Basophils: definition, function, absolute count, low, high and normal range


Basophils are white blood cells that belong to the body’s defense system against viruses and bacteria. They are among the rarest, or even totally absent in some people.

What are basophils?

Leukocytes (or white blood cells) are cells of the immune system. Among them are the basophilic polynuclear cells, also called basophilic granulocytes or basophils.

However, the term “polynuclear” is inappropriate because these cells have only one nucleus, and not several, even though it was long believed the opposite because of the lobed character of their nucleus.

Other polynuclears are neutrophils and eosinophils. They are called “basophilic” because of a characteristic visible under light microscopy: after addition of the usual vital dyes, these cells turn blue.

What is the function of basophils?

Basophils activate the inflammatory reaction and are involved in allergic reactions by releasing histamine, which causes the usual symptoms of allergies. Like all white blood cells, they are involved in the defense of the body against external aggressions, particularly infections.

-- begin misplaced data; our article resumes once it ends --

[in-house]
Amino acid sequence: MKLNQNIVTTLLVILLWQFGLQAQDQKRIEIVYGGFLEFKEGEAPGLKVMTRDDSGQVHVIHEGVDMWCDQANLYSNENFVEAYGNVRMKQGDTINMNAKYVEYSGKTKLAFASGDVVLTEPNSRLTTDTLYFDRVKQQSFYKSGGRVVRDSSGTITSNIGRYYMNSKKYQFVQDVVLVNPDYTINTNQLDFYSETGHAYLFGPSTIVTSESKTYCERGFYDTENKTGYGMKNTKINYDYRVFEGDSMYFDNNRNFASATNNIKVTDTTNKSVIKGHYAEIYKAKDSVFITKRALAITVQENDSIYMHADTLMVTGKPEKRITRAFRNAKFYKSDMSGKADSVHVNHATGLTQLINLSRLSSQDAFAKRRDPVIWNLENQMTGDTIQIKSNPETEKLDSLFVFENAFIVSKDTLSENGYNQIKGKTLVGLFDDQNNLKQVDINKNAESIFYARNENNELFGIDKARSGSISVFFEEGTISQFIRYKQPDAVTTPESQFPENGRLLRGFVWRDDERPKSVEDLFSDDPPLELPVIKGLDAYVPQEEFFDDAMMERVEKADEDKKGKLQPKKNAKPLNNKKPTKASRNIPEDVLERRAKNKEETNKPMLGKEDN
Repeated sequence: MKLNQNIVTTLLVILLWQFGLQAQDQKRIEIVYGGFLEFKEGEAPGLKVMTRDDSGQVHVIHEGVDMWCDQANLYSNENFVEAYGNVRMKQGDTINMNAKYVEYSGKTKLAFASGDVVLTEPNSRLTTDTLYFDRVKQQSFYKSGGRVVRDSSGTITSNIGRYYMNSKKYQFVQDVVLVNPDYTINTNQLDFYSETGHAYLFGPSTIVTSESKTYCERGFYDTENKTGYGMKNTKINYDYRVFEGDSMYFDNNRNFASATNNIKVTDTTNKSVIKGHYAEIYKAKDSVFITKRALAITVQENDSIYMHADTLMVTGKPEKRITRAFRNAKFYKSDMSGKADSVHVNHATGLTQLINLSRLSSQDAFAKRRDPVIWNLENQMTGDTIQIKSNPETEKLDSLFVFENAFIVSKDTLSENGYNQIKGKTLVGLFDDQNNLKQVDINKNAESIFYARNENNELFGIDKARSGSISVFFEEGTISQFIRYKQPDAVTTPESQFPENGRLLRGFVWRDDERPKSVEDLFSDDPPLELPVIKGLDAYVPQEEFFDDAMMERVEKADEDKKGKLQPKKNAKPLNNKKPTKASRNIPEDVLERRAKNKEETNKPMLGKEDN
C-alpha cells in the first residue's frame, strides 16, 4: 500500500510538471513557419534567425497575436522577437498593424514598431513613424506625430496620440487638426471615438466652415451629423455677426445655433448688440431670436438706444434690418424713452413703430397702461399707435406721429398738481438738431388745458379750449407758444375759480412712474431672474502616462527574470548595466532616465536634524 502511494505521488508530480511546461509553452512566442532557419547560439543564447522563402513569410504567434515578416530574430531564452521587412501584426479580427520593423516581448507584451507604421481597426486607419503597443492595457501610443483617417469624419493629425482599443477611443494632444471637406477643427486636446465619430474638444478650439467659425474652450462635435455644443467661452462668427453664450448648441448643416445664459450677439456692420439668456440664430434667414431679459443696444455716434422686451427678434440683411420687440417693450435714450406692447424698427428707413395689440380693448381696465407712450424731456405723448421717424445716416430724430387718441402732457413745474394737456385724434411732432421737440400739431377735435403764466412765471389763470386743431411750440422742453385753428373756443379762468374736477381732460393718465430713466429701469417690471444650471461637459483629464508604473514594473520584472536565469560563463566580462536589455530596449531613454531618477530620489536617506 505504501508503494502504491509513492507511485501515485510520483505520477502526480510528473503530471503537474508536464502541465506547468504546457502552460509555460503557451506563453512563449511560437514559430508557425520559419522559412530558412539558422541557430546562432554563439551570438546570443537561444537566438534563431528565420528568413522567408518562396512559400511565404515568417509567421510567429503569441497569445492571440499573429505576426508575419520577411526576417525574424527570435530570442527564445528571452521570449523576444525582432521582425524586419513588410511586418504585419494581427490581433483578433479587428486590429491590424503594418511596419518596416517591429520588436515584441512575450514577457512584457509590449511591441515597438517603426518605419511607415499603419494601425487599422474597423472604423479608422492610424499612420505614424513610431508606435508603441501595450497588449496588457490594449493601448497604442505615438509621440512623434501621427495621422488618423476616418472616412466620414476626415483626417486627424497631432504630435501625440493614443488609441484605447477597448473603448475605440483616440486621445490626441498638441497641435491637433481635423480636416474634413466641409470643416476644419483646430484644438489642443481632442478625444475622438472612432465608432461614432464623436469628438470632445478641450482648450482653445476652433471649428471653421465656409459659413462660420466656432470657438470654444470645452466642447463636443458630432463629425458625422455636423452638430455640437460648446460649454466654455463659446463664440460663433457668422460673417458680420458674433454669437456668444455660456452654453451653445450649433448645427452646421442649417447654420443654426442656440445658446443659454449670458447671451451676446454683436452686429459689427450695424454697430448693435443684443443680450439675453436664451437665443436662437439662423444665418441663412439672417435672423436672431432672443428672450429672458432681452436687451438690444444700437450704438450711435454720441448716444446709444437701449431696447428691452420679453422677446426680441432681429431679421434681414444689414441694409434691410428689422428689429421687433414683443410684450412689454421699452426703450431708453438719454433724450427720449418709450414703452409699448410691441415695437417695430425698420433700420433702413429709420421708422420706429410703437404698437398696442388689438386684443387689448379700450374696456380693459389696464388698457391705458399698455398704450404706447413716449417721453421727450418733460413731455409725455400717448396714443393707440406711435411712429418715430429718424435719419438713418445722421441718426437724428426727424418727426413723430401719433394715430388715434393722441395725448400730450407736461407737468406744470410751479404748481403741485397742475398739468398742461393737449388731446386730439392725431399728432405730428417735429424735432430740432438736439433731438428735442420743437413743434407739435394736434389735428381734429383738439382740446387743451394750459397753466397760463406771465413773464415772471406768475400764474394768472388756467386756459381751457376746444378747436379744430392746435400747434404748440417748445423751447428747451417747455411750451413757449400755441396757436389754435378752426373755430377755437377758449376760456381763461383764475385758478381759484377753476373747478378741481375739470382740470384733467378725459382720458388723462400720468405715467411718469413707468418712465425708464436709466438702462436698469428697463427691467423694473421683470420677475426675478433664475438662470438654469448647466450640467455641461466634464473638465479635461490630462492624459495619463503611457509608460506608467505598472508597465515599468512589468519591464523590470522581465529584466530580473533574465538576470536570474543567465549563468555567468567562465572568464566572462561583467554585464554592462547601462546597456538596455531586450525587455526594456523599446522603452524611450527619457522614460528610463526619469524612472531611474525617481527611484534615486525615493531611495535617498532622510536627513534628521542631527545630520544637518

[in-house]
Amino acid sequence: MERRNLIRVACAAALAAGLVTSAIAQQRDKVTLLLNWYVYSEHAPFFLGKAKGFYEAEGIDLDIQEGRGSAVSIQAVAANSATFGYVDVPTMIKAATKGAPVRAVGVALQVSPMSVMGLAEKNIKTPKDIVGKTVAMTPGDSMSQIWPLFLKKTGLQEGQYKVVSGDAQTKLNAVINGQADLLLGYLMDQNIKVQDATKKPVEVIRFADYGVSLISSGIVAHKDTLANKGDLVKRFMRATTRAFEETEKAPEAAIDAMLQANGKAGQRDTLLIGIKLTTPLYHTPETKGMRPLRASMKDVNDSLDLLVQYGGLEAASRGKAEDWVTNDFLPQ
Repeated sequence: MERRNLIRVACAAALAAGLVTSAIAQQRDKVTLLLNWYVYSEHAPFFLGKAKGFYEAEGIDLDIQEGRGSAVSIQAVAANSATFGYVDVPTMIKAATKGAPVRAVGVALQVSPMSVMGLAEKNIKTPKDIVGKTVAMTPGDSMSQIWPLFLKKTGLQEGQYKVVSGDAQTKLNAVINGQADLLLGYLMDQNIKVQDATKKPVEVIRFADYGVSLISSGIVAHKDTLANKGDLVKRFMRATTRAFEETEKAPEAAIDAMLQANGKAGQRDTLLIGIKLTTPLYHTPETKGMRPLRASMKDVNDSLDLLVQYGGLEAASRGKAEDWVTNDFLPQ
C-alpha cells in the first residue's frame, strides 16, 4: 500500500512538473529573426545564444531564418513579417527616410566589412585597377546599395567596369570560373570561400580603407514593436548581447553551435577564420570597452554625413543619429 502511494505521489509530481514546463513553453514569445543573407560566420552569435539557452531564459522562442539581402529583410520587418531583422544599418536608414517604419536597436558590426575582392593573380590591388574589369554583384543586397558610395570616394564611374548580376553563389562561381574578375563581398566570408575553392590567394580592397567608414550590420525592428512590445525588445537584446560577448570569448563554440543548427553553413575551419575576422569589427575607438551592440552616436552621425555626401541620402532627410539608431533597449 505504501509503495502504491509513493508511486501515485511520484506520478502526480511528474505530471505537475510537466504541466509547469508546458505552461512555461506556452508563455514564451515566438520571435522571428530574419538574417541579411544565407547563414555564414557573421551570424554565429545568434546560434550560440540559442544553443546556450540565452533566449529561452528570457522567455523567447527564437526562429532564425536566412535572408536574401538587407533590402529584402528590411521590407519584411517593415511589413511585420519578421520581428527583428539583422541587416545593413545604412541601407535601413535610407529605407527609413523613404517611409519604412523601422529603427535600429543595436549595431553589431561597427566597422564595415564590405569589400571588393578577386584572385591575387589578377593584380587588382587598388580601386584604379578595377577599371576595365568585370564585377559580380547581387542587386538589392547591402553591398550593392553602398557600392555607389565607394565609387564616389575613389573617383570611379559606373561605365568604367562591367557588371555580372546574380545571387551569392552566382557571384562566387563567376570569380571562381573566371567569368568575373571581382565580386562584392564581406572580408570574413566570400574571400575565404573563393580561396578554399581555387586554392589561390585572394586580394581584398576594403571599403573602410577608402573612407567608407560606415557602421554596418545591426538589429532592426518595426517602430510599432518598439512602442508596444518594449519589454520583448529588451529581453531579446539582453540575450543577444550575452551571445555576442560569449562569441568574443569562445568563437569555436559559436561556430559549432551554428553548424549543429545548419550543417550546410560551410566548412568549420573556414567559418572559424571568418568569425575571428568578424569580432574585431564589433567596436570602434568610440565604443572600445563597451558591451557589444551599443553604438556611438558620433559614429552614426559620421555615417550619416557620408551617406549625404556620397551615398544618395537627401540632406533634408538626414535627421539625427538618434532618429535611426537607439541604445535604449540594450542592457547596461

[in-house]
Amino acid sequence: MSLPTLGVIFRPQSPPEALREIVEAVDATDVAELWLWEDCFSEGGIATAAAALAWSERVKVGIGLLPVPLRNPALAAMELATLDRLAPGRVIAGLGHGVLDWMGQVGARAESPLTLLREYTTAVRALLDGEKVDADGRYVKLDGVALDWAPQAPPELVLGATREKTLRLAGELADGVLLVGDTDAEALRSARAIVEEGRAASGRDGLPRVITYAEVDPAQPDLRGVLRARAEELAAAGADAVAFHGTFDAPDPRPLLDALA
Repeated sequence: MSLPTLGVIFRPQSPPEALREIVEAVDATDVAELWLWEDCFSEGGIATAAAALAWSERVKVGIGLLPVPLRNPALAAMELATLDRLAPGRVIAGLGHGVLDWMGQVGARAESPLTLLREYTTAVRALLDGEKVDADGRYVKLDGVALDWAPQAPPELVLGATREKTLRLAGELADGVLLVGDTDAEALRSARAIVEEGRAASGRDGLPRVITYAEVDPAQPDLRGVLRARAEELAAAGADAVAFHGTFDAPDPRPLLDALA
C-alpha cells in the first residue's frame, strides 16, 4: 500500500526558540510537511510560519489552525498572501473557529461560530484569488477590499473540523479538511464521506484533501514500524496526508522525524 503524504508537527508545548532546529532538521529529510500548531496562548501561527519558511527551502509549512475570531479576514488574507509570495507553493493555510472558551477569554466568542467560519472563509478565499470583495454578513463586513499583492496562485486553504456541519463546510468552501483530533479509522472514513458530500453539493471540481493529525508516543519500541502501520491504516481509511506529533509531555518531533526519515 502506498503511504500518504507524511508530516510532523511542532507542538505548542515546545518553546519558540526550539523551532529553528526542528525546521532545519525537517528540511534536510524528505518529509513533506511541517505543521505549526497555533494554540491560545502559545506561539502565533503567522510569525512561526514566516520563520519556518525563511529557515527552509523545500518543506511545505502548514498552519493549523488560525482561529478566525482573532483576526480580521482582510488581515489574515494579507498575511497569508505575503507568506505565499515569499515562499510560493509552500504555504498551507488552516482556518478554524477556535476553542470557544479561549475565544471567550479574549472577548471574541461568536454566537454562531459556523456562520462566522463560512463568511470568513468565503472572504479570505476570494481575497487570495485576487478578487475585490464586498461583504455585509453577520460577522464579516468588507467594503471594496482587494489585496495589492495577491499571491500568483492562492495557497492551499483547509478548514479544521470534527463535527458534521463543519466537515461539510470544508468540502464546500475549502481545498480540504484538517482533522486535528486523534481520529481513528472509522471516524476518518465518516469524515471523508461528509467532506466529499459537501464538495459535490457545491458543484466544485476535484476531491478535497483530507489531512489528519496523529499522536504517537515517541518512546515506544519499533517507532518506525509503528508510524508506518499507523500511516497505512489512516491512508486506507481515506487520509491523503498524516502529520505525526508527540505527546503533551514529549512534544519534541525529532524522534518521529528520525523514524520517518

What is absolute basophils count (abc)?

The absolute basophil count is simply the absolute count of eosinophils in the white blood cells. Instead of being expressed in percentage we usually count them by absolute number per mm3.

Basophils normal range

Basophils are the least numerous of all white blood cells, accounting for less than 1% of all white blood cells.

Normal values are less than 100 basophils/mm3 of blood.

What does low basophils mean?

A decrease in the number of basophils or low basophils, called basocytopenia or basopenia, has no real diagnostic value but can be observed during acute stress, Cushing’s disease, certain medications (corticosteroids, ACTH or estrogens), allergic or anaphylactic shock, chronic urticaria, hyperthyroidism or infection.

What does high basophils mean?

High basophils also called basophilia is an increase in certain white blood cells called basophils, which is seen on a complete blood count. The level is greater than 100 basophils per mm3, or more than 1% to be considered as basophilia.

Basophilia is usually discovered by chance during a blood count requested during a check-up.

A moderate increase in basophils (2-5%, with or without hyperleukocytosis) is mainly observed during allergic or inflammatory conditions (dermatoses, asthma, immediate hypersensitivity reactions), or hypothyroidism, various endocrine diseases, ulcerative colitis, chronic juvenile arthritis, viral infections (chickenpox), estrogen administration, hyperlipidemia, certain cancers, or Hodgkin’s disease.

A strong (more than 5%) or very strong increase in basophils is more likely to be observed in myeloproliferative syndromes or acute leukemia.

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